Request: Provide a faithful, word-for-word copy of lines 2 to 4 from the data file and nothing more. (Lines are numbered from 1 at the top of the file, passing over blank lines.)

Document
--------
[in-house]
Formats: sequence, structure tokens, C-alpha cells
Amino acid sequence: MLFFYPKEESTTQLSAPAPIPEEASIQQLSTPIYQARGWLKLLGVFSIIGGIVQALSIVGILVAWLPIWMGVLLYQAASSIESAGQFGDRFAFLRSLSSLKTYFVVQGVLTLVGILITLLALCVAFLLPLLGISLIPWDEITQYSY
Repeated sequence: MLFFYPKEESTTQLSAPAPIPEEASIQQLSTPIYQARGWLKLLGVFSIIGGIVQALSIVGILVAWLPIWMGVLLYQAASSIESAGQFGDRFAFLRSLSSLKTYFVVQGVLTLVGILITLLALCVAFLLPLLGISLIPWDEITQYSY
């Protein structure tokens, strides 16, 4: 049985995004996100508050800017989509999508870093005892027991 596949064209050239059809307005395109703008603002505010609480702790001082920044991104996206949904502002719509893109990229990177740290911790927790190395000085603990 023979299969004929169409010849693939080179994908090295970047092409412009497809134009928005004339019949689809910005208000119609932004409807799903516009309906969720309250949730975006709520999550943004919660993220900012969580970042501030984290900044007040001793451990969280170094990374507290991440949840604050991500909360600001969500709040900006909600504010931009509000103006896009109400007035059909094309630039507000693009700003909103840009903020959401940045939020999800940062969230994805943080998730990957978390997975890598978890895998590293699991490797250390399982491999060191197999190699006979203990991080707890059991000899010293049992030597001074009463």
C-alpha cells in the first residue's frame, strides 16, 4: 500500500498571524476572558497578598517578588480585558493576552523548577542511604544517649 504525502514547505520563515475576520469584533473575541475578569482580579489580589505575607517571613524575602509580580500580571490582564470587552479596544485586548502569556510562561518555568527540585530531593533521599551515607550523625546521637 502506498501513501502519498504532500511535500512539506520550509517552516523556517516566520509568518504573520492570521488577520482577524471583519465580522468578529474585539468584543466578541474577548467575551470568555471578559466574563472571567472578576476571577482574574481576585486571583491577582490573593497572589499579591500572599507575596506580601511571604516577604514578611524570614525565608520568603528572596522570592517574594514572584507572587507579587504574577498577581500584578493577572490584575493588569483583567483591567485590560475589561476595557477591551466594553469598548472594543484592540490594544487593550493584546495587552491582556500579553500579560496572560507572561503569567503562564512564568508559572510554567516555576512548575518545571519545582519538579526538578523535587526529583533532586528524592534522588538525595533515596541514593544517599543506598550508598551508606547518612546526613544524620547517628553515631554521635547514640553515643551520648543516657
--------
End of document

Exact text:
Formats: sequence, structure tokens, C-alpha cells
Amino acid sequence: MLFFYPKEESTTQLSAPAPIPEEASIQQLSTPIYQARGWLKLLGVFSIIGGIVQALSIVGILVAWLPIWMGVLLYQAASSIESAGQFGDRFAFLRSLSSLKTYFVVQGVLTLVGILITLLALCVAFLLPLLGISLIPWDEITQYSY
Repeated sequence: MLFFYPKEESTTQLSAPAPIPEEASIQQLSTPIYQARGWLKLLGVFSIIGGIVQALSIVGILVAWLPIWMGVLLYQAASSIESAGQFGDRFAFLRSLSSLKTYFVVQGVLTLVGILITLLALCVAFLLPLLGISLIPWDEITQYSY